• When a junior developer crashes a production server, does the team assign blame or treat this as a pretext to review the processes and runbooks?
  • Do you ever use or hear the word "resources" when speaking about people?
  • When a new joiner suggests an improvement, do you roll your eyes and dismiss it or bring it up for the whole team to review and implement?
  • Does everyone have a chance to contribute in meetings without louder voices talking over them?
Catchy slogans do not define the team's culture and quarterly pulse surveys can hardly measure it.

If you're a part of the team, you live and breathe it. If you are outside of the team, it is invisible to you unless you take the time to join and observe how people interact and which decisions they make day by day.

When you define it like that, the culture is a magical thing that people will enjoy and remember even long after they leave the team. It is the most valuable thing that the company and the management can cultivate.

But the way to do it is not with grand declarations or motivational speeches. You cannot build the culture from scratch. You have to help it grow like a garden. It takes commitment every day.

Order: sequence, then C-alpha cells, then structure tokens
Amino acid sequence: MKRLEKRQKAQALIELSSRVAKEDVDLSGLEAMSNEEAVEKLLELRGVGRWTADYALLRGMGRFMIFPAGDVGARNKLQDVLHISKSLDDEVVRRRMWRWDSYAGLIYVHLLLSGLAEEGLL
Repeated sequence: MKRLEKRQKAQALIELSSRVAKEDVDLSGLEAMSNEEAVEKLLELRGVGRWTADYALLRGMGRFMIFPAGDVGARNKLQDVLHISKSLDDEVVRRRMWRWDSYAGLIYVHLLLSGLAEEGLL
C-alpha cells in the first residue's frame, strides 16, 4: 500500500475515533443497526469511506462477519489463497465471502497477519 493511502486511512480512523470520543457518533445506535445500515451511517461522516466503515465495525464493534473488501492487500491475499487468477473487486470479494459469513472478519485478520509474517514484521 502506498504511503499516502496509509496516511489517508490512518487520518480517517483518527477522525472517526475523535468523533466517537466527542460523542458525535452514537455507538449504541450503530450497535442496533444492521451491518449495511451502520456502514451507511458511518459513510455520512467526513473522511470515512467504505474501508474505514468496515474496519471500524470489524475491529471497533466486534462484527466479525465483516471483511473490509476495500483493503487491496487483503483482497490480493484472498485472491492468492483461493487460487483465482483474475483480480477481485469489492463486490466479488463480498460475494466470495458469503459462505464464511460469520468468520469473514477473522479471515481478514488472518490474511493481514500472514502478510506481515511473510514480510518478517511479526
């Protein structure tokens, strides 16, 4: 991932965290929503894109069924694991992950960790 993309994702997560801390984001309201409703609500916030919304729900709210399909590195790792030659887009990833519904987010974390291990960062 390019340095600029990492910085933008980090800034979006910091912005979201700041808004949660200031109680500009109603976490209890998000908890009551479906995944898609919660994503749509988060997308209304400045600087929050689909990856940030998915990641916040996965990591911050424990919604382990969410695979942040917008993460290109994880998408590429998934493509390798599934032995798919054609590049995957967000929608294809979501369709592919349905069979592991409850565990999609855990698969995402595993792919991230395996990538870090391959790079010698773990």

Positive, supportive voices must be amplified, initiatives must be rewarded by action, and trust must be established by repeated collaboration. That's how you get and retain 10x engineers, as I wrote in one of my previous posts.

Does this mean that there is no place for snappy slogans on the office walls? I believe there is, but you have to choose them wisely.

What deserves to be written on the office walls

It is a widely accepted practice in the tech industry to run campaigns to define company values. On the surface, the idea seems reasonable: allow the employees (with some guidance) to define a set of mottos that will shape the company's culture. Create some branding materials with these mottos. Proclaim them in every job advert and every hiring interview.

Most often, though, these values sound obvious to the point of banality. Your company wants you to be a decent person as if you needed a reminder. Or you are supposed to care about your customers. Great, because you didn't know where your salary is coming from.

As a result, there is a disconnect between the values that the company declares and the real, everyday life in the team. The supposed values add nothing to the mood and motivation of the team.

Forget the values. What a company should do instead is define its reason for existence. Give people a goal that they will care about, and let them collaborate to reach that goal. With your trust they will find the right way to work together, and the values of empathy, teamwork and focus will grow by themselves. 

Whether you call it a vision or a mission, it should tell:

  • how do you want to impact your customers, your industry and your community;
  • what actions you are planning to take to reach these goals.

If you have to put something on the office walls, let it be that.